Dispatch From the Badlands
Photos and words by Carmen Aiken
On the dotted line to Sheep Mountain Table, I suddenly brake. Something tilts in my nervous system, tugs. The summer’s off-pavement riding has me forgetting the sweetness of an emptiness’s quiet when your contraption and all the nonsense it carries is, for a moment, still. What do you matter? The rocks rest as they wont to do, I suppose, the world ticks to its own endless motion, even as it’s stupidly being timed and quantified on devices it doesn’t give a shit about.
Editor’s note: this is a long piece, but I wanted to leave it mostly unedited to maintain Erik’s voice, and all are encouraged to ask Erik questions here, just 24 hours before he departs for the North Cape 4000. So feel free to ask away and hopefully he’ll have time to address any questions you might have!
Wednesday / July 11 2018 / 04.22 am / Orlando International Airport / T-16 days to NC4000
Dehydrated and wrecked after canceled flights and a week on the road hunting Tour de France in cars, being off the bike completely for eleven days while eating shitty gas station food. The longest ride I’ve ever done is two weeks away and I’m lacking the fitness I wish I had enough of to relax about it at this point. Gear is not dialed and there’s a lot of questions without known answers right now. I’ll use this piece as a checklist, trying to get some answers for myself and to give you a picture of what’s in my head right now as I write this on a plane from Orlando to San Francisco, but first some context and a SWOT, a thing I tend to do when shit’s about to hit the fan. When this is published in two weeks from now, we’ll be on our way to the start in the north Italian city of Arco on July 28th.
Tyler wanted to get a limited slip differential installed in his Volvo 142. The problem is, Tyler lives in Santa Cruz where he works for Santa Cruz Bicycles in the design department, and the Volvo experts were down in Long Beach. No one wants to drive from Santa Cruz to Los Angeles on the weekend, and the shop was closed then anyway, so what’s a dude with a slick Volvo to do? The genius of this whole ordeal was that Tyler, and David – two design department dudes at Santa Cruz Bicycles – were able to convince their bosses to let them ride the newest bike models down in Los Angeles, allowing Tyler’s car to get worked on while we shredded some of the area’s best trails. I’m sure it didn’t hurt to have me offer to show them around, ride the new bikes and obviously tell a story about the whole shindig. Sure, this is about the bikes, as much as it is about showing Tyler and David Los Angeles’ best trails in a condensed, two-day experience.
Playing host in Los Angeles is as much fun as it is hard work. Hard in the sense that these are my local trails that I ride quite frequently, so seeing the “new” in the familiar can be photographically challenging. Add to that, technically I’m injured. I found out right before the guys rolled into town that my pinky was indeed broken from a collision with a Prius’ side view mirror one day while I was riding home. That incident happened almost a month prior. Bummer for me, my bike control, and the potential to have a full-on shred fest, but I was so excited to ride the new 5010, so I sucked it up, taped my finger, and clipped in…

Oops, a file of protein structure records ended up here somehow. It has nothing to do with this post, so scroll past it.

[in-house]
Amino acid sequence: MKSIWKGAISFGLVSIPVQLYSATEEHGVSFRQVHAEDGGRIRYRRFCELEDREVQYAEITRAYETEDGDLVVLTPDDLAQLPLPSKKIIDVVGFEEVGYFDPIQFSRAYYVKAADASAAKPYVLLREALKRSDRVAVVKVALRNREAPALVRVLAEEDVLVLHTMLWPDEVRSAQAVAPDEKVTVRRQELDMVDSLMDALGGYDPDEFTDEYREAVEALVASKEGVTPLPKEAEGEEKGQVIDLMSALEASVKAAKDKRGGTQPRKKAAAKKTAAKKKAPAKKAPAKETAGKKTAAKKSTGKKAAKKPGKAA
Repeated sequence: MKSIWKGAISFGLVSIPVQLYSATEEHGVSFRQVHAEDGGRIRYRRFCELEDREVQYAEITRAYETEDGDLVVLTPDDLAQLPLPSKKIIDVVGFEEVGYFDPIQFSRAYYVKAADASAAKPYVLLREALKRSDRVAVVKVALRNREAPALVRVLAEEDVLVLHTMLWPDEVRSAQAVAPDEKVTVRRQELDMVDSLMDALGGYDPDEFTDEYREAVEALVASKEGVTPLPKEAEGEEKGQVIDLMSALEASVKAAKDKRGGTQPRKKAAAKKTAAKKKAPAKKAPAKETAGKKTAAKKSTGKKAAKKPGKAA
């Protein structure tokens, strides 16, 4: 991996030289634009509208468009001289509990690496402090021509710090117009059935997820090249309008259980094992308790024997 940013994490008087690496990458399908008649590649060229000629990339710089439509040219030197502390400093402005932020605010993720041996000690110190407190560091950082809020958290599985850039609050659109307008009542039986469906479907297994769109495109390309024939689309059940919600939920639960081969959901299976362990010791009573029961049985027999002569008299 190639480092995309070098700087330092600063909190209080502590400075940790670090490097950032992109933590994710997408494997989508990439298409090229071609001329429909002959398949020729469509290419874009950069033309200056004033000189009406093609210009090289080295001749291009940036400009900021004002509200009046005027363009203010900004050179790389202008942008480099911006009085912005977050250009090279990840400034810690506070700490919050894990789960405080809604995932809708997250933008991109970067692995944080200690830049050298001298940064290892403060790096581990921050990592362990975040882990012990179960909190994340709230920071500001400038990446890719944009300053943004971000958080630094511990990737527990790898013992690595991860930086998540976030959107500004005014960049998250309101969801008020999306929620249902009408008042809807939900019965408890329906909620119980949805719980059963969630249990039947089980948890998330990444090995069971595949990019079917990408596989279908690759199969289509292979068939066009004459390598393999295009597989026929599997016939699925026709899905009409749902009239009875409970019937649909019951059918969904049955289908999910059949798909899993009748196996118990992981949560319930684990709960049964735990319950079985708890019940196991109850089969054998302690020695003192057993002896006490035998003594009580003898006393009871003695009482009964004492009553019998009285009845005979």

Tandem’s always been like Fat bikes to me, I don’t really know why but I want one. They’re easy to fall in love with I guess, cartoonish and rad/dorky looking, raising questions about how it would be chasing the sunset on one. Ever since I designed the Sequoia at Specialized about three years ago, I’ve been thinking about how to make a tandem. As a designer and bikeaholic, I always have a million ideas and projects around, 99% never seeing daylight. A Sequoia tandem, however, would be a project fairly easy to pull off if made the right way.
Jumping back in time a bit to the Chris King Swarm event in Bend, I was able to document a new brand’s all-road offering.
Parsec Bicycles is a new brand out of Portland, Oregon, offering up these beautiful all-road bikes, designed for everything from races like the Lost and Found, to bikepacking, road riding and beyond. As the name implies, the flashy space-age bikes look like something from a Star Wars movie – ATMO – with a vibrant metallic paint job and elegant bends.
The man behind the brand is Erik Fenner from Chris King. He’s designing these bikes, while Oscar from Simple Bicycle Co. is building them from a mix of Columbus tubing and ex-Cielo painter Steven Smith is painting them. The rough plan is to have the bikes launch on Kickstarter soon, with a $5,000 complete price tag as shown, minus the Andrew the Maker bags, which, I’m sure he’d be willing to make you a set for your Kickstarter bike once you receive it.
This bike is one of those examples of a machine where photos do not do it justice, although I tried my hardest to capture just how beautiful it is.
See more at Parsec Bicycles.
Follow Parsec Bicycles on Instagram.
Team Scrapin’s Rock Lobster Relationship Accelerator
Words by Amanda Schaper, photos by John Watson
Some people might call tandems divorcycles, but I like to call them relationship accelerators. Wherever your relationship is headed, a tandem bicycle will get you there faster.
The Lost and Found Bike Ride is always one of my favorite weekends of the year. The camping, the riding, the lake, the people, the beer…it all just makes for one heck of a good time. But this year was extra special. My fiancé Scott and I toed the line for the 100-mile gravel race on our amazing Rock Lobster tandem in the first of the Triple Crown events. We’re planning to race the full Lost Sierra Triple Crown on the tandem as our form of premarital counseling. What could go wrong, right? There was some competition in the tandem category at Lost and Found, with two other teams giving us a run for our money. After about 6.5 hours of racing and getting both wheels off the ground more than once, we crossed the line in victory! It wasn’t easy, but it was a heck of a lot of fun. Our relationship and the bike survived 100 miles of gravel grinding, and now we start prepping for the gnarly technical trails of the Downieville Classic.